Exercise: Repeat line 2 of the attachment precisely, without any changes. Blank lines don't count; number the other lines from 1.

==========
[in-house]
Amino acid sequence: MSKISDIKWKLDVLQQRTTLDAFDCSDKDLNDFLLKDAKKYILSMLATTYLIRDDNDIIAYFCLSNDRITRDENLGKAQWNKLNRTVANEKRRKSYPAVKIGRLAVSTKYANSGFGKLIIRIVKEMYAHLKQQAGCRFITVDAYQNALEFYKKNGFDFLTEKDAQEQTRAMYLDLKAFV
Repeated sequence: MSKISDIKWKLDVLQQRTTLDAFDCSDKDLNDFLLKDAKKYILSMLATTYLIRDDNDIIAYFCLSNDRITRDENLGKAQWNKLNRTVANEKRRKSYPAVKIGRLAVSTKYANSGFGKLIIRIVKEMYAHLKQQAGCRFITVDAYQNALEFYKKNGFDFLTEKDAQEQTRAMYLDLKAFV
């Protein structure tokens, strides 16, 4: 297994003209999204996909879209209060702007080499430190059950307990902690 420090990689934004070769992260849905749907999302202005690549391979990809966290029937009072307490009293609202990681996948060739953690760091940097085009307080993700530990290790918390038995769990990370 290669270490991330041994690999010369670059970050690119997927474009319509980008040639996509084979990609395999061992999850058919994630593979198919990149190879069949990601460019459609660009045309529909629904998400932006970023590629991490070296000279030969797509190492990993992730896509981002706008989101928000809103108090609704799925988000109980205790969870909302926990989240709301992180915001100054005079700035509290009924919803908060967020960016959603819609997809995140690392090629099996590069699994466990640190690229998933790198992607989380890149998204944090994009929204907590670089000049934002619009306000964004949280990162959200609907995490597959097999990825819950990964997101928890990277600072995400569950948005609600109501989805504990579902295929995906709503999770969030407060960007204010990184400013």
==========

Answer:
Amino acid sequence: MSKISDIKWKLDVLQQRTTLDAFDCSDKDLNDFLLKDAKKYILSMLATTYLIRDDNDIIAYFCLSNDRITRDENLGKAQWNKLNRTVANEKRRKSYPAVKIGRLAVSTKYANSGFGKLIIRIVKEMYAHLKQQAGCRFITVDAYQNALEFYKKNGFDFLTEKDAQEQTRAMYLDLKAFV